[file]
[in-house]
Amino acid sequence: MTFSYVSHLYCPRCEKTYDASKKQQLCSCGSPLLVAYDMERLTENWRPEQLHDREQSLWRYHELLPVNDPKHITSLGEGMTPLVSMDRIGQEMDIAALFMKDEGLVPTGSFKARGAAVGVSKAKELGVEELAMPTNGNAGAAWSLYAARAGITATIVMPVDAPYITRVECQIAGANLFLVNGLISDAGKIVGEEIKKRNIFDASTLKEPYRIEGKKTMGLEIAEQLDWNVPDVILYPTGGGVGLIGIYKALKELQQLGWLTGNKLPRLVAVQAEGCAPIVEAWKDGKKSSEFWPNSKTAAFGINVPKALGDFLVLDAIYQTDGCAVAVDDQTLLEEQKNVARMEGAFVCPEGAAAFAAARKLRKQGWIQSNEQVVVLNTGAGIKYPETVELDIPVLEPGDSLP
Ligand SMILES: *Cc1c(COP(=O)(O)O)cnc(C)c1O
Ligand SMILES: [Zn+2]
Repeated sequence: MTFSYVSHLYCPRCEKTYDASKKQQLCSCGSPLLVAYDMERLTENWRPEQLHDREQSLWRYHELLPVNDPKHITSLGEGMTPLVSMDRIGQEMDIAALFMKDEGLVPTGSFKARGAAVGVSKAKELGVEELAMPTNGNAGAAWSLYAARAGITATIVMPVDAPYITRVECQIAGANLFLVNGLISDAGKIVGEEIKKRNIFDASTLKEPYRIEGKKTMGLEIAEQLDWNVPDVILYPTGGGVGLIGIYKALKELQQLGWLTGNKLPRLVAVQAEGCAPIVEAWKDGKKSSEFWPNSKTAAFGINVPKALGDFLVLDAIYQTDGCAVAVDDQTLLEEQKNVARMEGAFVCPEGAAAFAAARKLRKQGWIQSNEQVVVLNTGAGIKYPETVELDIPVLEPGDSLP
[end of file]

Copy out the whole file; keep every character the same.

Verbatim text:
[in-house]
Amino acid sequence: MTFSYVSHLYCPRCEKTYDASKKQQLCSCGSPLLVAYDMERLTENWRPEQLHDREQSLWRYHELLPVNDPKHITSLGEGMTPLVSMDRIGQEMDIAALFMKDEGLVPTGSFKARGAAVGVSKAKELGVEELAMPTNGNAGAAWSLYAARAGITATIVMPVDAPYITRVECQIAGANLFLVNGLISDAGKIVGEEIKKRNIFDASTLKEPYRIEGKKTMGLEIAEQLDWNVPDVILYPTGGGVGLIGIYKALKELQQLGWLTGNKLPRLVAVQAEGCAPIVEAWKDGKKSSEFWPNSKTAAFGINVPKALGDFLVLDAIYQTDGCAVAVDDQTLLEEQKNVARMEGAFVCPEGAAAFAAARKLRKQGWIQSNEQVVVLNTGAGIKYPETVELDIPVLEPGDSLP
Ligand SMILES: *Cc1c(COP(=O)(O)O)cnc(C)c1O
Ligand SMILES: [Zn+2]
Repeated sequence: MTFSYVSHLYCPRCEKTYDASKKQQLCSCGSPLLVAYDMERLTENWRPEQLHDREQSLWRYHELLPVNDPKHITSLGEGMTPLVSMDRIGQEMDIAALFMKDEGLVPTGSFKARGAAVGVSKAKELGVEELAMPTNGNAGAAWSLYAARAGITATIVMPVDAPYITRVECQIAGANLFLVNGLISDAGKIVGEEIKKRNIFDASTLKEPYRIEGKKTMGLEIAEQLDWNVPDVILYPTGGGVGLIGIYKALKELQQLGWLTGNKLPRLVAVQAEGCAPIVEAWKDGKKSSEFWPNSKTAAFGINVPKALGDFLVLDAIYQTDGCAVAVDDQTLLEEQKNVARMEGAFVCPEGAAAFAAARKLRKQGWIQSNEQVVVLNTGAGIKYPETVELDIPVLEPGDSLP